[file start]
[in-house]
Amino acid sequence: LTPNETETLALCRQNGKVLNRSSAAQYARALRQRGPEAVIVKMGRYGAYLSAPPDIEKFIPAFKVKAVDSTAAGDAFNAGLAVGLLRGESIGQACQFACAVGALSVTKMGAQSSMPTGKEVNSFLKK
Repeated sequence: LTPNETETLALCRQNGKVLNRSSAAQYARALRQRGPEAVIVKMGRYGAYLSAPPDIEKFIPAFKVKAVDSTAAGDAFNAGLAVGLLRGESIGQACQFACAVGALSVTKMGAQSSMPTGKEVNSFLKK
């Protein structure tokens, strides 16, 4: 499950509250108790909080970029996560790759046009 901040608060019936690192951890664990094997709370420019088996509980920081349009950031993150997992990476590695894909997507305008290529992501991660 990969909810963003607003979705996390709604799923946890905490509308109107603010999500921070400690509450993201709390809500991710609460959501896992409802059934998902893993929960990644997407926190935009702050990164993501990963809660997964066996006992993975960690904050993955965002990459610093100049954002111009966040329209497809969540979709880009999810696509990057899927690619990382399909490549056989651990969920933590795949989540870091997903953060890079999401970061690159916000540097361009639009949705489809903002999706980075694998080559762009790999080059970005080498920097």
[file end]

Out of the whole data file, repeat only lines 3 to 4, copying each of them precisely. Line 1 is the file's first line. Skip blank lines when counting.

Repeated sequence: LTPNETETLALCRQNGKVLNRSSAAQYARALRQRGPEAVIVKMGRYGAYLSAPPDIEKFIPAFKVKAVDSTAAGDAFNAGLAVGLLRGESIGQACQFACAVGALSVTKMGAQSSMPTGKEVNSFLKK
């Protein structure tokens, strides 16, 4: 499950509250108790909080970029996560790759046009 901040608060019936690192951890664990094997709370420019088996509980920081349009950031993150997992990476590695894909997507305008290529992501991660 990969909810963003607003979705996390709604799923946890905490509308109107603010999500921070400690509450993201709390809500991710609460959501896992409802059934998902893993929960990644997407926190935009702050990164993501990963809660997964066996006992993975960690904050993955965002990459610093100049954002111009966040329209497809969540979709880009999810696509990057899927690619990382399909490549056989651990969920933590795949989540870091997903953060890079999401970061690159916000540097361009639009949705489809903002999706980075694998080559762009790999080059970005080498920097």